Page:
Know Your Dataset: Specifying colClasses to load up an ffdf

When I finally figured out how to successfully use the ff package to load data into R, I was apparently working with relatively pain free data to load up through read.csv.ffdf (see my previous post).  Just this past Sunday, I naively followed my own post to load a completely new dataset (over 400,000 rows and about 180 columns) for analysis.  Unfortunately for me, the data file was a bit messier, and so read.csv.ffdf wasn’t able to finalize the column classes by itself.  It would chug along until certain columns in my dataset, which it at first took to be one data type, proved to be a different data type, and then it would give me an error message basically telling me it didn’t want to adapt to the changing assumptions of which data type each column represented.

So, I set out to learn how I could use the colClasses argument in the read.csv.ffdf command to manually set the data types for each column.  I adapted the following solution from a stackoverflow thread about specifying colClasses in the regular read.csv function.

First, load up a sample of the big dataset using the read.csv command (The following is obviously non-random. If you can figure out how to read the sample in randomly, I think it would work much better):

headset = read.csv(fname, header = TRUE, nrows = 5000)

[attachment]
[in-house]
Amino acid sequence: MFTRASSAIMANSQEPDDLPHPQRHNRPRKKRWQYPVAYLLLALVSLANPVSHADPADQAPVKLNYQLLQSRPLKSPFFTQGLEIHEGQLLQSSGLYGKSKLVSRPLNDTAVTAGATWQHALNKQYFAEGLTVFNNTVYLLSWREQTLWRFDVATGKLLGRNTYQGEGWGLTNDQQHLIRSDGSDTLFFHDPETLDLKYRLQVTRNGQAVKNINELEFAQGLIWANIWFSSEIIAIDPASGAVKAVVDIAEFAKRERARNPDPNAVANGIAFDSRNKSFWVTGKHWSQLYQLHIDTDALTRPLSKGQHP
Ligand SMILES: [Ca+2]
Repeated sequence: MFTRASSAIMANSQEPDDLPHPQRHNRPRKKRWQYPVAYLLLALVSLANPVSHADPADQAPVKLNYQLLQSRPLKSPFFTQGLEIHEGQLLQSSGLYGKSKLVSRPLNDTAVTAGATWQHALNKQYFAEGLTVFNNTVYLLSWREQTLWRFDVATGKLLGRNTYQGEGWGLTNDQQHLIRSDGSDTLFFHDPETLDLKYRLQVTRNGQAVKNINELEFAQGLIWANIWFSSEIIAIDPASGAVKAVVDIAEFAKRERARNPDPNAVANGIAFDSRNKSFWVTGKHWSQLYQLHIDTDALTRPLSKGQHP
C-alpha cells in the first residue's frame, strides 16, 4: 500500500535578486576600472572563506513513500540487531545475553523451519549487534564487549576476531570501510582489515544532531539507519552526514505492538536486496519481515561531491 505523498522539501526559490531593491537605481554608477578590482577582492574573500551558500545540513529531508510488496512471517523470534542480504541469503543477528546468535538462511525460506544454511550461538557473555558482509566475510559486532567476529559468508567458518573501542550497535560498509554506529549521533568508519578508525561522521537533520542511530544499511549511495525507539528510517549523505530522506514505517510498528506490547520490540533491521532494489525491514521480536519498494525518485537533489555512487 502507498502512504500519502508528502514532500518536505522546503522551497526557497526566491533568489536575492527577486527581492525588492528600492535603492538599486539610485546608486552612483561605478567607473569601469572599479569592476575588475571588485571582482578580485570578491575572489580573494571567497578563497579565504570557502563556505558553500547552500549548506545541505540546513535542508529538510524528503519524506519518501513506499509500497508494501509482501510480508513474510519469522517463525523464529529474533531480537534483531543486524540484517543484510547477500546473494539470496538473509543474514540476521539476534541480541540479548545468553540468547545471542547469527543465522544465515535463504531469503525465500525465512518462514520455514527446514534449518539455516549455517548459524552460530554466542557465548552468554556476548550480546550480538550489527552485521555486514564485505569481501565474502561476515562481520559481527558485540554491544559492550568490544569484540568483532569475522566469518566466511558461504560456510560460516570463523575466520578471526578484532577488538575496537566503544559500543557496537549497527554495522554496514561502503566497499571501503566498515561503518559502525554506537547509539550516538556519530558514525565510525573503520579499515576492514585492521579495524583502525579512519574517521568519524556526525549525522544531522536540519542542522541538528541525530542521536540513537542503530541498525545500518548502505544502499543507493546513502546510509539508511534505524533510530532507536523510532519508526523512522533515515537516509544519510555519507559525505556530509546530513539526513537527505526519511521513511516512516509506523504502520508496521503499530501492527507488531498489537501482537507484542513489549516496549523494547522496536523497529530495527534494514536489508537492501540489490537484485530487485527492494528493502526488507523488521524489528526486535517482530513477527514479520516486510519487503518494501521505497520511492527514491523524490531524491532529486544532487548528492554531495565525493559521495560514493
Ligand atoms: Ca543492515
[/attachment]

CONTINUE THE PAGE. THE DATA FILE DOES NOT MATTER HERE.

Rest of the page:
The next command generates a list of all the variable names in your dataset, and the classes R was able to derive based on the number of rows you imported:

headclasses = sapply(headset, class)

Now comes the fairly manual part. Look at the list of variables and classes (data types) that you generated, and look for obvious mismatches. Examples could be a numeric variable that got coded as a factor or logical, or a factor that got coded as a numeric. When you find such a mismatch, the following syntax suffices for changing a class one at a time:

headclasses["variable.name"] = "numeric"

Obviously, the “variable.name” should be replaced by the actual variable name you’re reclassifying, and the “numeric” string can also be “factor”, “ordered”, “Date”, “POSIXct” (the last two being date/time data types). Finally, let’s say you want to change every variable that got coded as “logical” into “numeric”. Here’s some syntax you can use:

headclasses[grep("logical", headclasses)] = "numeric"

Once you are certain that all the classes represented in the list you just generated and modified are accurate to the dataset, you can load up the data with confidence, using the headclasses list:

bigdataset = read.csv.ffdf(file="C:/big/data/loc.csv", first.rows=5000, colClasses=headclasses)

This was certainly not easy, but I must say that I seem to be willing to jump through many hoops for R!!

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